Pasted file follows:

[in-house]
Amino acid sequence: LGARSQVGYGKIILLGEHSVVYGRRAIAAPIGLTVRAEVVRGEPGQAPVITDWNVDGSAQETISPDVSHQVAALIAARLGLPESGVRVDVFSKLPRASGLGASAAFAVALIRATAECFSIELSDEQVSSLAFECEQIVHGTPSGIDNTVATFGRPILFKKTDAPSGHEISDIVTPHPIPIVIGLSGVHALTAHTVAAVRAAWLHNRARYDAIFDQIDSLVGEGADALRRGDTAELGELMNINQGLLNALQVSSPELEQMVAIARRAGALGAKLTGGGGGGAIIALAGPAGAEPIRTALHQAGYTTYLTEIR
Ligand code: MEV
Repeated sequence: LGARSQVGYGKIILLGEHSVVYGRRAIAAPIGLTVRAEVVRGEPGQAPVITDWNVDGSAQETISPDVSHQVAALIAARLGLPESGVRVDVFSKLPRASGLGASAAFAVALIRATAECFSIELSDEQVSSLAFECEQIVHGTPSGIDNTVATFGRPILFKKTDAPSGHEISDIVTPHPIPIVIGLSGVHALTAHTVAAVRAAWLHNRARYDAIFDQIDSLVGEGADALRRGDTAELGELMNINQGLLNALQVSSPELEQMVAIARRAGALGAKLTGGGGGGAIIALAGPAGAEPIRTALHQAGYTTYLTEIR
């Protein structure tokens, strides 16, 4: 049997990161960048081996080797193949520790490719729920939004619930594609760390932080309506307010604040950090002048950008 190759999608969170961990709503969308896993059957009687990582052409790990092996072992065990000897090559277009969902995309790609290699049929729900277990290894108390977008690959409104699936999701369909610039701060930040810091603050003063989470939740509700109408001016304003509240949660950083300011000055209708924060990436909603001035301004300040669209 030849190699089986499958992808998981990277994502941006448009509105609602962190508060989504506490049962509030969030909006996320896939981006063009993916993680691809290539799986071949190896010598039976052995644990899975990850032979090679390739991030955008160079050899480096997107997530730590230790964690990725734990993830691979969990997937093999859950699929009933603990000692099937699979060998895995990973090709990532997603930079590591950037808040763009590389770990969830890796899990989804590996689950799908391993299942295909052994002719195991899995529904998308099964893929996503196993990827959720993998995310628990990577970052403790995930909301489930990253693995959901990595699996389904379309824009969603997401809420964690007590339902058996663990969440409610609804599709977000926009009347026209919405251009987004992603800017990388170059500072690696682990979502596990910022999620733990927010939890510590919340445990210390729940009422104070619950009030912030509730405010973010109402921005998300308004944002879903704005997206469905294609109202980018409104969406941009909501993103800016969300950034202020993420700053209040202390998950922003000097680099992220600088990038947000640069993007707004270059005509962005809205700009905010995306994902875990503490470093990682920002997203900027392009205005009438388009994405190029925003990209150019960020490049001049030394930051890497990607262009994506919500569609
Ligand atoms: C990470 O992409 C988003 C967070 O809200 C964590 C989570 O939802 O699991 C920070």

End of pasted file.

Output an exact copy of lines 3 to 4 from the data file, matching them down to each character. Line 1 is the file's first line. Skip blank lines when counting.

Ligand code: MEV
Repeated sequence: LGARSQVGYGKIILLGEHSVVYGRRAIAAPIGLTVRAEVVRGEPGQAPVITDWNVDGSAQETISPDVSHQVAALIAARLGLPESGVRVDVFSKLPRASGLGASAAFAVALIRATAECFSIELSDEQVSSLAFECEQIVHGTPSGIDNTVATFGRPILFKKTDAPSGHEISDIVTPHPIPIVIGLSGVHALTAHTVAAVRAAWLHNRARYDAIFDQIDSLVGEGADALRRGDTAELGELMNINQGLLNALQVSSPELEQMVAIARRAGALGAKLTGGGGGGAIIALAGPAGAEPIRTALHQAGYTTYLTEIR